I want to overclock

Hi ı have Nec Nd 2500A.But i want to overclock with 2510.Which firmware need this operation?And Where is find the firmware? Thank you.

www.herrie.org is a cool place to start.


Is it just me or does using the term “overclock” for a firmware upgrade that has nothing to do with a clock at all grate on the ears? ^^;

Well, from a technical point of view, you would be right there.

The term overclocking stems from the act of taking the frequency of a CPU and its associated multipiers and changing the core clock speed.

Here, we are not changing the “core clock” per se, but changing the capabilities of the hardware to perform different tasks.

Correction: we don’t change the capabilities of HW! HW already can do what we want. We just change capabilities of FW to get as much as HW can give us.


Hardware modding it is, but now it sounds like someone flicking paint at their drive.

What term can we use? :eek:

Maximal Hardware tweaking?
Drive unlimiting?

Unofficial optimization :bigsmile:

Well let me throw in a question that I’ve had, but can’t find the answer to. Let’s say that we use the pulsing of the laser as the “clock”. As I understnd it, when writing in CLV at a certain speed (say 4x), the pulses remain constant, and the drive spins at faster rpm when writing toward the center of the disc and slows down when writing near the outer edge to maintain the same linear velocity. But, when writing at a faster speed (say 8x), wouldn’t the pulses have to come faster as well as having a higher rpm? If this is so, and we call the pulse the “clock”, then it’s in a sense overclocking. Anyway, embeded above is my question. Does the laser pulse actually increase while writing CLV at a higher speeds?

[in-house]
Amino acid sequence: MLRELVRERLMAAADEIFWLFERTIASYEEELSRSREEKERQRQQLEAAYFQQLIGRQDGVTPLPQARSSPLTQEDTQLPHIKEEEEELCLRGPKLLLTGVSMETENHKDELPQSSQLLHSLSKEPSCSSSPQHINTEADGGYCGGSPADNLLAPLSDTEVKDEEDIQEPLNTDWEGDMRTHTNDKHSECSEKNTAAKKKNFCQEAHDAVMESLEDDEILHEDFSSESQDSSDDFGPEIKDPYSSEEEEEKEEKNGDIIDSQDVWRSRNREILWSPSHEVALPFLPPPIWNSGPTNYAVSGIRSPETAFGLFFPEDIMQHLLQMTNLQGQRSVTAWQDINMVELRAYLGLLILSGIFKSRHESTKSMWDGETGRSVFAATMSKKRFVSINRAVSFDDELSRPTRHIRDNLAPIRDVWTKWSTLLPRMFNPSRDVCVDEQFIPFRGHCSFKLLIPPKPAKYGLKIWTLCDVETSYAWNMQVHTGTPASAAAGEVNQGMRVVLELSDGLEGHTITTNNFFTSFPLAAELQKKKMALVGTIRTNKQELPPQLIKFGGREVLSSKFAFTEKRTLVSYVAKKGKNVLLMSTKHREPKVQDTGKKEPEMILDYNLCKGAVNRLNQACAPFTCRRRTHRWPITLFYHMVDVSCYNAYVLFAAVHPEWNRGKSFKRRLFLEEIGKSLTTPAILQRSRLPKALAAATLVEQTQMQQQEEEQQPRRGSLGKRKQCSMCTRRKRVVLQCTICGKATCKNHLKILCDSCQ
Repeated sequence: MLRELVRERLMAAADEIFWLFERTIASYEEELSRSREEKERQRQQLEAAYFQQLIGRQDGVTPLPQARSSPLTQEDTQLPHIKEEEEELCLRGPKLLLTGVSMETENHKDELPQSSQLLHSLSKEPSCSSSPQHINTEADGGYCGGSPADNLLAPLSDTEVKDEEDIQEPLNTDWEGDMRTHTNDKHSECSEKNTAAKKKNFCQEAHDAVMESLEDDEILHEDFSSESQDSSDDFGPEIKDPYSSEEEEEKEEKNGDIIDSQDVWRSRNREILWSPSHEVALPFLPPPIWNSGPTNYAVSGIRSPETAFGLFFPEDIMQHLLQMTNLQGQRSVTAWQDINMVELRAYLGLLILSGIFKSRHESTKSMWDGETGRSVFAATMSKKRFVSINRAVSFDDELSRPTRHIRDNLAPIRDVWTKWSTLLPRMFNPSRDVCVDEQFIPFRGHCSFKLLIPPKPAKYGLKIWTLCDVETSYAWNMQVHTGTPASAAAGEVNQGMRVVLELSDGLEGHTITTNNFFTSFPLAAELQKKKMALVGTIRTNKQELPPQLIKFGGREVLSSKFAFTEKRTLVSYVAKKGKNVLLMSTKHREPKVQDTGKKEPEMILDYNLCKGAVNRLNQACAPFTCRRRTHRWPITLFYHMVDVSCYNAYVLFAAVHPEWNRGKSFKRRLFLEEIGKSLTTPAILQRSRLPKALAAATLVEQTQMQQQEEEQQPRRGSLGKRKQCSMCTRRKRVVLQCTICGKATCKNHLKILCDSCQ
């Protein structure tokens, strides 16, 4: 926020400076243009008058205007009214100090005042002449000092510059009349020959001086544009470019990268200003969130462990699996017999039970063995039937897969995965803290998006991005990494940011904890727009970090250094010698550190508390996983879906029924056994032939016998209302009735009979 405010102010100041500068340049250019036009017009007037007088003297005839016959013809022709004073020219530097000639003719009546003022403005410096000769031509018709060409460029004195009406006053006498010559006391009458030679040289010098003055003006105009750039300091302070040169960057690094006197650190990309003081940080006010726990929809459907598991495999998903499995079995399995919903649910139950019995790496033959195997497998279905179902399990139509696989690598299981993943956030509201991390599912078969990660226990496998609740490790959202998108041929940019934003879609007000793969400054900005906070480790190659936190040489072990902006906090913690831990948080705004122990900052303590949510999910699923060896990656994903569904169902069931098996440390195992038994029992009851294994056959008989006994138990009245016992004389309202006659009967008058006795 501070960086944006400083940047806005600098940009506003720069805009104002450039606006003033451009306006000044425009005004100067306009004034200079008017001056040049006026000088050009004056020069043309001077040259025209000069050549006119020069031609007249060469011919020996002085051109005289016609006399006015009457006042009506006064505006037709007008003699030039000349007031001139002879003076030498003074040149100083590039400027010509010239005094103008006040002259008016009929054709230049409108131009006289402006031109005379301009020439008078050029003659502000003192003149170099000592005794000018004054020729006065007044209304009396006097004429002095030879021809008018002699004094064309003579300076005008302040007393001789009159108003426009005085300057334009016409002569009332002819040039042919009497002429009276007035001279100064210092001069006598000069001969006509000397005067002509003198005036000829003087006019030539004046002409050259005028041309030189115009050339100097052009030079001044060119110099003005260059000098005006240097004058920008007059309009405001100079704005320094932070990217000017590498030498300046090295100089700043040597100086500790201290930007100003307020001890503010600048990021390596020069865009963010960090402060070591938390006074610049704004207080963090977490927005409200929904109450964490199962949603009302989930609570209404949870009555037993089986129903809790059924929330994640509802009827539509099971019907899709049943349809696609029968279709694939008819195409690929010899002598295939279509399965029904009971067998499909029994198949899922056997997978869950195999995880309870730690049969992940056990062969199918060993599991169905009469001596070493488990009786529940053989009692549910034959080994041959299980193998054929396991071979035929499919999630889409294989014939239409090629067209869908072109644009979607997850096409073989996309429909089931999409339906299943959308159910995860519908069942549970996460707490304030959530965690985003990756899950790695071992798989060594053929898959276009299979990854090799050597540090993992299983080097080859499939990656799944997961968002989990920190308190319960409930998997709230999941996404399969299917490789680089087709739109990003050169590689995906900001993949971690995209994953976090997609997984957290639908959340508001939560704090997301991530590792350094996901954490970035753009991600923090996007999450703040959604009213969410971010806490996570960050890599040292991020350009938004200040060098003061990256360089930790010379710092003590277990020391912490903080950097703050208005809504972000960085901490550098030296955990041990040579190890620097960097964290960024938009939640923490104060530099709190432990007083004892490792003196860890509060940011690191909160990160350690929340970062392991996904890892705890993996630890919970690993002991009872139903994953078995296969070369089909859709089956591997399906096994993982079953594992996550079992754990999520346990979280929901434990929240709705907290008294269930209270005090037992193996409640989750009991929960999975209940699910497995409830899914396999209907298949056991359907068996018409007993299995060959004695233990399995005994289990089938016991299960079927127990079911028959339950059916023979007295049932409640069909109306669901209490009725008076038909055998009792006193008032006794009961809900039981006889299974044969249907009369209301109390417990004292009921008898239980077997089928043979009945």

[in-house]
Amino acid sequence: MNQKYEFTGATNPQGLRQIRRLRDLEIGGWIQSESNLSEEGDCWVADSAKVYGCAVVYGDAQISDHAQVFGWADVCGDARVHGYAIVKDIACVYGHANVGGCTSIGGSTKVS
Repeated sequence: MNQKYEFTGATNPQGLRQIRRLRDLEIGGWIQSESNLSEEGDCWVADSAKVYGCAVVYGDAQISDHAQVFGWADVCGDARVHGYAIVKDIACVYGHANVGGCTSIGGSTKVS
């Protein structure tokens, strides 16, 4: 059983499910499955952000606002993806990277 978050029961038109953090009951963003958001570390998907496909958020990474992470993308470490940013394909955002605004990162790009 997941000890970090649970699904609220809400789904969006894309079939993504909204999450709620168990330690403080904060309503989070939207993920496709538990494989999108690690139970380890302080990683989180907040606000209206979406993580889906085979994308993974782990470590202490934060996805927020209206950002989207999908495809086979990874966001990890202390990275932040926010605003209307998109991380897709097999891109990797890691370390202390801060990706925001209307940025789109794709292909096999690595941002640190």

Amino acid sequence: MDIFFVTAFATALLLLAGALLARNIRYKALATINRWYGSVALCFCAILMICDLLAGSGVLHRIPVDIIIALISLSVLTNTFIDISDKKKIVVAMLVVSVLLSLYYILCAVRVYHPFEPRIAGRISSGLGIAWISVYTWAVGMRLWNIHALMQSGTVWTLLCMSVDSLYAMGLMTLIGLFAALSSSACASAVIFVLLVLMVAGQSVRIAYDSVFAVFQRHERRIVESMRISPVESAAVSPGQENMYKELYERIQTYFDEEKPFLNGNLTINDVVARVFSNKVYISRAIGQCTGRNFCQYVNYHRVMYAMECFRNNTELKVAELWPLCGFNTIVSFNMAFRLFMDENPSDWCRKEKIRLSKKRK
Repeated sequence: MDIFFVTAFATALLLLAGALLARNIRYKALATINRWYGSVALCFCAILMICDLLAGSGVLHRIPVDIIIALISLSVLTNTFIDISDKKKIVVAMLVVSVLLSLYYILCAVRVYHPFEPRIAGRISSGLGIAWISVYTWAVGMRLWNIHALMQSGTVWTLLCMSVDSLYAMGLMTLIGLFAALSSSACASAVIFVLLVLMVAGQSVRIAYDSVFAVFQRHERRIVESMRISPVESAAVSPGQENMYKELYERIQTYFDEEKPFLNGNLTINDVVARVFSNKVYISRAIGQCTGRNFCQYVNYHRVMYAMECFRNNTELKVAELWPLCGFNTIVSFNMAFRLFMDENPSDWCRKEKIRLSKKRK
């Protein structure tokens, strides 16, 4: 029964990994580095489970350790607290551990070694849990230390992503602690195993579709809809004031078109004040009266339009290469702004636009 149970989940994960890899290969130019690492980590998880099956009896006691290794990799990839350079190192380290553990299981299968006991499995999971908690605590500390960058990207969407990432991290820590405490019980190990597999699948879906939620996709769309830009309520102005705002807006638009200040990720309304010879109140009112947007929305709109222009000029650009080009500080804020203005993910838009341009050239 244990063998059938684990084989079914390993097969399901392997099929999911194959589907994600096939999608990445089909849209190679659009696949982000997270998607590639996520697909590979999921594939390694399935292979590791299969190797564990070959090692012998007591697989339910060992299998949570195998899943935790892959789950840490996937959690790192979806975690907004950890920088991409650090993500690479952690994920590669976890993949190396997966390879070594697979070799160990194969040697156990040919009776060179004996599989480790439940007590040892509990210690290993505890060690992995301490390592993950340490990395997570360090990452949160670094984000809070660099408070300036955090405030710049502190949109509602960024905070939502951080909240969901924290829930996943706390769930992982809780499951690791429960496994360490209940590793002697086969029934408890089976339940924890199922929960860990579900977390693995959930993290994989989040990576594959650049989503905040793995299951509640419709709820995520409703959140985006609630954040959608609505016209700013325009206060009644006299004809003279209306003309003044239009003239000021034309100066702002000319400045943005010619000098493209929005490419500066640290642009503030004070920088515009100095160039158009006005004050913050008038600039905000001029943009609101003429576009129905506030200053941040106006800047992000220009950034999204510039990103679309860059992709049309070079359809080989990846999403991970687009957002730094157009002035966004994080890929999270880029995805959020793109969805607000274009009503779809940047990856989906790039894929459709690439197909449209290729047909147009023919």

Yes, it does. But the 2500A to 2510A is hardly an “overclock” in that respect as both of them support 8x ZCLV writing. The difference is in DL, and at 2.4x speeds, that isn’t exactly an “overclock” in those terms. :wink:

Think of “overclocking” in a broader sense of getting the hardware to do everything that it is capable of doing. For CPUs, if a chip is capable of being run at a faster speed, then that literal overclock is getting the hardware to do what it can. Here, the drive is physically capable of writing DL, and the overclock performed by overwriting the firmware allows the hardware to perform things that it is physically capable of.

Well, according to the stats at SVP, the CD-R write speed goes up from 32x to 40x… so at least that’s faster.

I like the term drive unlimited. Imagine rolling up to a forum with ur kitted out box and sayin ‘Yeah, that drive’s been unlimited ya know’. :smiley: